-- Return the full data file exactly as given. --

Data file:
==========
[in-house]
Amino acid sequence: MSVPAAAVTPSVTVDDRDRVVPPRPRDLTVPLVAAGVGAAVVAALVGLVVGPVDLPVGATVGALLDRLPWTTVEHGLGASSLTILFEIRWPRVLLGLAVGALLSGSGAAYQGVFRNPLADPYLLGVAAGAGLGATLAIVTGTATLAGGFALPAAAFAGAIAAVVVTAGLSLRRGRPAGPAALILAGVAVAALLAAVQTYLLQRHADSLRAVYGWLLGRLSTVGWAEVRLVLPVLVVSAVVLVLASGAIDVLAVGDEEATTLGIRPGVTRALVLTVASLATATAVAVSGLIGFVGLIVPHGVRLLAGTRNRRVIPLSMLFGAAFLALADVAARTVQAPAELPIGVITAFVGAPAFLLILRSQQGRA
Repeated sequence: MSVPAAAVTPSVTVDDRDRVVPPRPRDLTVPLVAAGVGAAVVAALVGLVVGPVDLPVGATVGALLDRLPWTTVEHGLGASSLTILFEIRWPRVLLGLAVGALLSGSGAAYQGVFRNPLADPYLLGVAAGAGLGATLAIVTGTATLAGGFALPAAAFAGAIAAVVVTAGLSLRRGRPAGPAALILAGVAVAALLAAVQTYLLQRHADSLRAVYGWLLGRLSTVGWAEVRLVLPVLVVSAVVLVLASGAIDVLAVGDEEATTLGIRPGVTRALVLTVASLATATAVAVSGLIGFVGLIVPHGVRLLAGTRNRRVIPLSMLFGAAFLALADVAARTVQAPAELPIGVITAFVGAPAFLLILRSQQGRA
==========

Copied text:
[in-house]
Amino acid sequence: MSVPAAAVTPSVTVDDRDRVVPPRPRDLTVPLVAAGVGAAVVAALVGLVVGPVDLPVGATVGALLDRLPWTTVEHGLGASSLTILFEIRWPRVLLGLAVGALLSGSGAAYQGVFRNPLADPYLLGVAAGAGLGATLAIVTGTATLAGGFALPAAAFAGAIAAVVVTAGLSLRRGRPAGPAALILAGVAVAALLAAVQTYLLQRHADSLRAVYGWLLGRLSTVGWAEVRLVLPVLVVSAVVLVLASGAIDVLAVGDEEATTLGIRPGVTRALVLTVASLATATAVAVSGLIGFVGLIVPHGVRLLAGTRNRRVIPLSMLFGAAFLALADVAARTVQAPAELPIGVITAFVGAPAFLLILRSQQGRA
Repeated sequence: MSVPAAAVTPSVTVDDRDRVVPPRPRDLTVPLVAAGVGAAVVAALVGLVVGPVDLPVGATVGALLDRLPWTTVEHGLGASSLTILFEIRWPRVLLGLAVGALLSGSGAAYQGVFRNPLADPYLLGVAAGAGLGATLAIVTGTATLAGGFALPAAAFAGAIAAVVVTAGLSLRRGRPAGPAALILAGVAVAALLAAVQTYLLQRHADSLRAVYGWLLGRLSTVGWAEVRLVLPVLVVSAVVLVLASGAIDVLAVGDEEATTLGIRPGVTRALVLTVASLATATAVAVSGLIGFVGLIVPHGVRLLAGTRNRRVIPLSMLFGAAFLALADVAARTVQAPAELPIGVITAFVGAPAFLLILRSQQGRA